Mrs. Henry Schmuck became keeper of the North Point Light Station in Maryland in 1864, not because her keeper husband died, but because he was drafted. On September 24, 1864, 5th District Inspector Hugh Y. Purviance in Baltimore wrote that “Henry Schmuck, keeper of North Point Lighthouses, has been drafted in the service of the United States; please notify me if he comes within order No. 28, issued by the Provost Marshal General. The keeper is required to report on September 26 in the District Provost Marshal’s Office. He is a valuable man to the Department, and . . . his exemption would no doubt advance its interests.”
On September 27, 1864, Inspector Purviance wrote “relative to the keeper of North Point Light House, who was to report the next day to the district provost marshal tomorrow for duty.” If you should not succeed in procuring his release, I would recommend the transfer of the light to his wife—they are both worthy people and have an interesting little family.”
Mrs. Henry Schmuck succeeded her husband as keeper in October 1864.
Was it common for lighthouse employees to be drafted? It’s fairly well known that most military officers serving as district lighthouse inspectors and engineers were recalled to active duty during the Civil War and the Light-House Board struggled to find civilians to perform their duties.
In her research on the Lighthouse Service in the Civil War, Society member and author Mary Louise Clifford has found a few references to this issue. In most cases it appears that the Light-House Board asked for, and received, exemptions to the draft for their employees.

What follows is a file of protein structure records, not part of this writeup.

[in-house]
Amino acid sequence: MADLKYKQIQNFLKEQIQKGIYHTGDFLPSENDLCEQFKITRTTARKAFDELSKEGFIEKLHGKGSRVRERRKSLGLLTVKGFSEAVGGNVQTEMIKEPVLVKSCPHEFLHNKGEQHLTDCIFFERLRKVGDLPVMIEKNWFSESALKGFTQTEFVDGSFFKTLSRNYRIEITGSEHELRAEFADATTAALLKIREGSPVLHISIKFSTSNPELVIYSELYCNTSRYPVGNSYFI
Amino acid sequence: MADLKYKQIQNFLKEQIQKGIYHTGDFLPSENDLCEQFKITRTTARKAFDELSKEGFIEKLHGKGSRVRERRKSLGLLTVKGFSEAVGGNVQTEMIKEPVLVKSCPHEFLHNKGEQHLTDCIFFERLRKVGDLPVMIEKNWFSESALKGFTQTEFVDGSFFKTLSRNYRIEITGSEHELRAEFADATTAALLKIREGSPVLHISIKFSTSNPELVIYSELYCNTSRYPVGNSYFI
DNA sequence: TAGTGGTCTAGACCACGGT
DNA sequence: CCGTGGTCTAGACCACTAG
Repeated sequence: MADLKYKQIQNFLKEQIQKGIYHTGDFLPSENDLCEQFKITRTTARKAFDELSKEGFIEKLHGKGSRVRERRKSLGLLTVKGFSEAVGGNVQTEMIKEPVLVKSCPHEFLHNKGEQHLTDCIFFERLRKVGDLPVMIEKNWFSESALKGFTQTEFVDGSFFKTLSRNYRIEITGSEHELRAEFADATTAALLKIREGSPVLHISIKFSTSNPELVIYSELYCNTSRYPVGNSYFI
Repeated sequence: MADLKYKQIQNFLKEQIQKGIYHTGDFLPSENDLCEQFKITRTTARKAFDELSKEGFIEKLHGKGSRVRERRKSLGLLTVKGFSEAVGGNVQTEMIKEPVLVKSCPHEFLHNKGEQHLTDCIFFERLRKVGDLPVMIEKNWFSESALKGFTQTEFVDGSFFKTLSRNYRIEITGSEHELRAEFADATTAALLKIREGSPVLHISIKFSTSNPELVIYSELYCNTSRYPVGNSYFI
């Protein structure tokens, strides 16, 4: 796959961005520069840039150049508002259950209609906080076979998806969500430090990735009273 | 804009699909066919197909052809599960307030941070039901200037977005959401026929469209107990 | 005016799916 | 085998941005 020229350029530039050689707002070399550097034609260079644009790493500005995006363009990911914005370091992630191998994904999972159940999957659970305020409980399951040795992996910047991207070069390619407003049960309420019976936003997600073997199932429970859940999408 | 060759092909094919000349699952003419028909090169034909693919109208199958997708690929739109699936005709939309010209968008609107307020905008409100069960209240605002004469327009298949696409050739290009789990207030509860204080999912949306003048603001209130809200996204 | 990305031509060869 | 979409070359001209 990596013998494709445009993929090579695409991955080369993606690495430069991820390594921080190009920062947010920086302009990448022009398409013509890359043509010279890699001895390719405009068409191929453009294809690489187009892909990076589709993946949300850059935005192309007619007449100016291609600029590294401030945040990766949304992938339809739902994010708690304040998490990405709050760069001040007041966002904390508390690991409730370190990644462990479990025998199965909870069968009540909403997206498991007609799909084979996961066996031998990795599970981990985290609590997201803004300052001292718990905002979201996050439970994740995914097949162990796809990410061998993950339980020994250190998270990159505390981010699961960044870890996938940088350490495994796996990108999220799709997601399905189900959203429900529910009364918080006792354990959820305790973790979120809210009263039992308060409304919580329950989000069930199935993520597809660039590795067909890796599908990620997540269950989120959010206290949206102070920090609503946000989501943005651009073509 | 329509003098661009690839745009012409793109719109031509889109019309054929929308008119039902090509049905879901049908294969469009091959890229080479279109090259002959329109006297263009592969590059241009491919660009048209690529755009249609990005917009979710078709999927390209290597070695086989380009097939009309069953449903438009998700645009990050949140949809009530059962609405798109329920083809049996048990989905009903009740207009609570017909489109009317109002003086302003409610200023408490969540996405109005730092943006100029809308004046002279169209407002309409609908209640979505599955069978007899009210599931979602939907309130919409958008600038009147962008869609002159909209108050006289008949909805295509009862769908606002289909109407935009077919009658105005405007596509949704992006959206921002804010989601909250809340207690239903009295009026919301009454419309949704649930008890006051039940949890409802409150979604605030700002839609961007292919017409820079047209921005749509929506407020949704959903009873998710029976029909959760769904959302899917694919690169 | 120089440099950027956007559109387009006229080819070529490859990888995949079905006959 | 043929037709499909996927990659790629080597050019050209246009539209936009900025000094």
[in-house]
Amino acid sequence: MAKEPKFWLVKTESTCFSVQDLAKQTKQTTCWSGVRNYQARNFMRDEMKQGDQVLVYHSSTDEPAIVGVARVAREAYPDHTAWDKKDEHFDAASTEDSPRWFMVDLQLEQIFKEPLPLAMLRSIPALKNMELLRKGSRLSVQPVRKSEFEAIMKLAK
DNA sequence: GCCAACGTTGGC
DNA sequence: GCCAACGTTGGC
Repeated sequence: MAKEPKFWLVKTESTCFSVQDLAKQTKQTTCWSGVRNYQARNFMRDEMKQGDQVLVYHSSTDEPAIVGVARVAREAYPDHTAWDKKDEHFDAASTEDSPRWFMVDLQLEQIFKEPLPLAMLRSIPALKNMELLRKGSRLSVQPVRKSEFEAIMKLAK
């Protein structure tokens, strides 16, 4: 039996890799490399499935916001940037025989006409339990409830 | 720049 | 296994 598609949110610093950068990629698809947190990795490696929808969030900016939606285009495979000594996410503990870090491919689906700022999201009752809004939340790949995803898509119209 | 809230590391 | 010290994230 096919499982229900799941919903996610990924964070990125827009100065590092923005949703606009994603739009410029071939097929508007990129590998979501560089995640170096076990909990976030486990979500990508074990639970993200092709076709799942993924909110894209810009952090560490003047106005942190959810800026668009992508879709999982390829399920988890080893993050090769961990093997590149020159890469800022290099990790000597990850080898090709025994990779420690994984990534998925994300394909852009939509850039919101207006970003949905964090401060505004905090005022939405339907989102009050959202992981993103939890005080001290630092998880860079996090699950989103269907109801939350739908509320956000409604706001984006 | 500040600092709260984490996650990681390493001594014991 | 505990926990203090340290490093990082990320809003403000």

In December 1863 Inspector Purviance had reported that C.M. Netherwood, the Mate of the Lighthouse and Buoy Tender Chase had been recently drafted into the military service. Commodore Purviance recommended that if possible, he be exempted because it would be extremely difficult to replace him. “Seamen employed on board the Revenue Cutters have heretofore been exempted and as the Revenue and Lighthouse Establishment are similar, it is respectfully recommended that Mr. Netherwood be relieved from the operation of the draft.”
In July 1864 6th District Acting Lighthouse Inspector C. O. Boutelle reported that Mr. Frank M. Bourne, Master of the light vessel stationed at Martins Industry at the entrance to Port Royal, South Carolina, has been drafted at New Bedford, Massachusetts. Mr. Boutelle recommended that his exemption be obtained on the ground of the necessities of the public service. Two days later the Secretary of War reported the discharge from military duty of F. M. Bourne, master of the Martins Industry Light Vessel.
Acting Engineer and Inspector Max Bonzano in New Orleans was drafted. He wrote to Major General V.P. Banks, Commanding Department of the Gulf, on May 4, 1865: “I would respectfully beg leave to submit to your notice that I am in the service of the US Light-House Board, as their engineer and inspector for the 8th and 9th Districts, embracing the coast of the Gulf of Mexico from St. Marks, FL, to the Rio Grande, and that I am specially charged with the reconstruction of the various aids to navigation and the supervision of the service of the lights. As the service which I render in this capacity being directly useful to the Army and Navy, I venture to request respectfully that you may be please exempt me from duty under the draft.” Fortunately the war ended soon after this letter was written and Bonzano continued rebuilding the light stations along the Gulf coast until 1868.
Does anyone have other examples of lighthouse keepers being drafted into service during the Civil War?
Submitted by Mary Louise Clifford, April 12, 2017. Ms. Clifford’s sources include correspondence from Entries 1, 5, 20, 24, 106, in National Archives Record Group 26.
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